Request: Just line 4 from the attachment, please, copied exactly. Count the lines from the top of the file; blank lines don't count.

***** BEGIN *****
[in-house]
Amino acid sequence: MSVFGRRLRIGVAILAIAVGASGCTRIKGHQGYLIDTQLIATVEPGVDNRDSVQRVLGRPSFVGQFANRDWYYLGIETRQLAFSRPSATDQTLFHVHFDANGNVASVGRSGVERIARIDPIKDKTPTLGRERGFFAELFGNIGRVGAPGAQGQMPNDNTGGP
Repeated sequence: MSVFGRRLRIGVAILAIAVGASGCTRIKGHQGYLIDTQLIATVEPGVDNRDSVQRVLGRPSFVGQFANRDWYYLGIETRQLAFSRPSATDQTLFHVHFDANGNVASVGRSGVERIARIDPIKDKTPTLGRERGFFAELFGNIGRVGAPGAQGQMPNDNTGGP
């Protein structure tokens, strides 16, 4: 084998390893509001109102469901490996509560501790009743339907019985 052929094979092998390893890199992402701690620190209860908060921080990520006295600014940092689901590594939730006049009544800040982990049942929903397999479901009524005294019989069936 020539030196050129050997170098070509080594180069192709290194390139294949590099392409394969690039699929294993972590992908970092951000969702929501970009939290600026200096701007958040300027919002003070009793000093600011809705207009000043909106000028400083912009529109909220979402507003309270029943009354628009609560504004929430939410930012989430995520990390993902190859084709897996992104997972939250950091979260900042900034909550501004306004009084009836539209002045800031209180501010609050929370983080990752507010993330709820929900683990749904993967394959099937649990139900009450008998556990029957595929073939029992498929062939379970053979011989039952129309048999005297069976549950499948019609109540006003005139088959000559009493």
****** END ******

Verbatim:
């Protein structure tokens, strides 16, 4: 084998390893509001109102469901490996509560501790009743339907019985 052929094979092998390893890199992402701690620190209860908060921080990520006295600014940092689901590594939730006049009544800040982990049942929903397999479901009524005294019989069936 020539030196050129050997170098070509080594180069192709290194390139294949590099392409394969690039699929294993972590992908970092951000969702929501970009939290600026200096701007958040300027919002003070009793000093600011809705207009000043909106000028400083912009529109909220979402507003309270029943009354628009609560504004929430939410930012989430995520990390993902190859084709897996992104997972939250950091979260900042900034909550501004306004009084009836539209002045800031209180501010609050929370983080990752507010993330709820929900683990749904993967394959099937649990139900009450008998556990029957595929073939029992498929062939379970053979011989039952129309048999005297069976549950499948019609109540006003005139088959000559009493």